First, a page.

The J&K State Cabinet recently accorded sanction to the adoption of the state sponsored social assistance scheme titled ‘State Marriage Assistance Scheme for Poor Girls’ (SMAS), under which eligible girls will receive one-time financial assistance of Rs 25000 and cost of 5 gm of gold from the competent authority as provided in the scheme.
It is difficult to fathom the number of ways in which this is flawed and the fact that it has been excerpted from a news report makes it even worse.
First things first, coming up with schemes that provide such a kind of assistance just reiterates for the rural women and their families that nothing other than marriage is really the purpose of their life. It is amusing how education is considered completely and casually out of the picture for rural women.
Now, I would like to reflect on the kind of language used by the reporter in the news report. It might seem a trivial issue to many but I believe it is about time we start taking language seriously. On the one hand, the report suggests that only females “above 18” are “eligible” and on the other, goes ahead to refer to them as “girls.” They are women, for God’s sake. Stop infantilizing grown up women and referring to them in such a patronizing manner!
Moving on to the larger issue, it is a scheme for providing “assistance” to women that we are talking about. Why are women always considered as a people who require “assistance”? The initiative for supporting women from less privileged sections of the society seems fair; after all, people go out of their way to spend on wedding ceremonies and buying gold. But why should the government provide them gold? The exchange of gold in marriages is the most regressive and sordid practice when it comes to weddings in Kashmir and in other parts of the country as well.
The exchange is common across all sections of the society. It could just be a subtle form of dowry exchange. There has to be gold for the bride (preferably from Dubai or Saudi Arabia, which obviously costs a lot), then there is the mother in law, the sister-in-law, any woman related to the groom and the groom, of course. I fail to understand the need for government intervention as an encouragement of this practice in the form of some amounts of gold offered to the women through this scheme.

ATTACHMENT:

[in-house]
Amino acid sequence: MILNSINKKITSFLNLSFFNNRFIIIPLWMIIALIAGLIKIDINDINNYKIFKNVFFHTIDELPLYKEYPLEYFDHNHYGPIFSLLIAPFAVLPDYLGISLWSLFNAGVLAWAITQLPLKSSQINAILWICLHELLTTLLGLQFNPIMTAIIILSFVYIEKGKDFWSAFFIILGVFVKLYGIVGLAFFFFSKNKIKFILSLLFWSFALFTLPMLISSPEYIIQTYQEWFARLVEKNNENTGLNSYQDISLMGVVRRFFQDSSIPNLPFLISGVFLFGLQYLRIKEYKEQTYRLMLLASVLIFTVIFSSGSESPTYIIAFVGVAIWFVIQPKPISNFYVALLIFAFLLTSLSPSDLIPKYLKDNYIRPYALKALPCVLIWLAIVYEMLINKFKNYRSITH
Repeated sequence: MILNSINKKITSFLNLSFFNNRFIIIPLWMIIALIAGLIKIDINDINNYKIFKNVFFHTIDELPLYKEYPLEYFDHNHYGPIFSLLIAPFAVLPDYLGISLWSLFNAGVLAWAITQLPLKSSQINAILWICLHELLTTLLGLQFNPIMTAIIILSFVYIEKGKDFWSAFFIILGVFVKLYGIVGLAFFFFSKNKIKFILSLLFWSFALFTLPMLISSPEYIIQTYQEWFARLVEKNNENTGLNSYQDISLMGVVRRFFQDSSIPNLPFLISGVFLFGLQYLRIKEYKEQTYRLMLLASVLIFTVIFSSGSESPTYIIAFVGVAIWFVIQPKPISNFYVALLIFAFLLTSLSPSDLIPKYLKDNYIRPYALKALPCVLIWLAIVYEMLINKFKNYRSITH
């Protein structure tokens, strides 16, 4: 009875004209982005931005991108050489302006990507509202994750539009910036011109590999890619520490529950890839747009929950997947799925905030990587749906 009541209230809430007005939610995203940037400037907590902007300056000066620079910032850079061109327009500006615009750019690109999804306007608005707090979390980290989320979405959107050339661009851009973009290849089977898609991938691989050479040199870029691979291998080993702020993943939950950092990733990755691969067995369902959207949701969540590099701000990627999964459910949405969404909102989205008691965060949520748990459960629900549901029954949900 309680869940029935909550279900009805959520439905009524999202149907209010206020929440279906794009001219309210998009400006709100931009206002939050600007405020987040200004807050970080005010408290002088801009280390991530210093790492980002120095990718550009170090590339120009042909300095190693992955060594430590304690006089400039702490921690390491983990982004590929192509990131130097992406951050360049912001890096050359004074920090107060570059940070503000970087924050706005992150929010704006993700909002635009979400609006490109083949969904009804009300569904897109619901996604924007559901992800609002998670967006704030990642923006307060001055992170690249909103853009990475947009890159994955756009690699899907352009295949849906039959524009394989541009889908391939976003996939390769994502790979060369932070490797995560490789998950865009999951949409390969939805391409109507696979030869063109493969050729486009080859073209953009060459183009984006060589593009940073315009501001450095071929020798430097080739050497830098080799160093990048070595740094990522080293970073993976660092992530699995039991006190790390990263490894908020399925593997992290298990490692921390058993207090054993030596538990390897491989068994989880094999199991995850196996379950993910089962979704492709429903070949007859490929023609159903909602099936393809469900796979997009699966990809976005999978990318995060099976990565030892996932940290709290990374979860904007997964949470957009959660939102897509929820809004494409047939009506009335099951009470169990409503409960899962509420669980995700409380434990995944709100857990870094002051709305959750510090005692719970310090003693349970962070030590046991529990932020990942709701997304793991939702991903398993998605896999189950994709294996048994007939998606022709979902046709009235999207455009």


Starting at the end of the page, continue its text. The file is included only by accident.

It is just another way of accepting and caving in to the obsolete gendered power equation in weddings, further reinforcing that women ought to have gold at the time of wedding. Or maybe, the possession of gold makes a woman more ‘eligible’ for marriage for a lot of people. Whichever the case may be, this scheme cannot be justified because providing gold is in no way of empowering or emancipating women. It just sends out the idea that women lack something because they are women and thus need to provide a compensation for the same.
I would also like to mention that this is another case where patriarchal and sexist schemes like this show what patriarchy does to men (heteronomartive weddings, of course!). Technically, a marriage involves two people and both parties shell out some money on weddings. Is it okay to ignore the rural men and completely keep them out of this? Why is it assumed that the twisted connection between marriage and money just applies to women? Aren’t there any men who are not able to get married because they do not make enough money?
Featured Image Credit: The Malaysian Times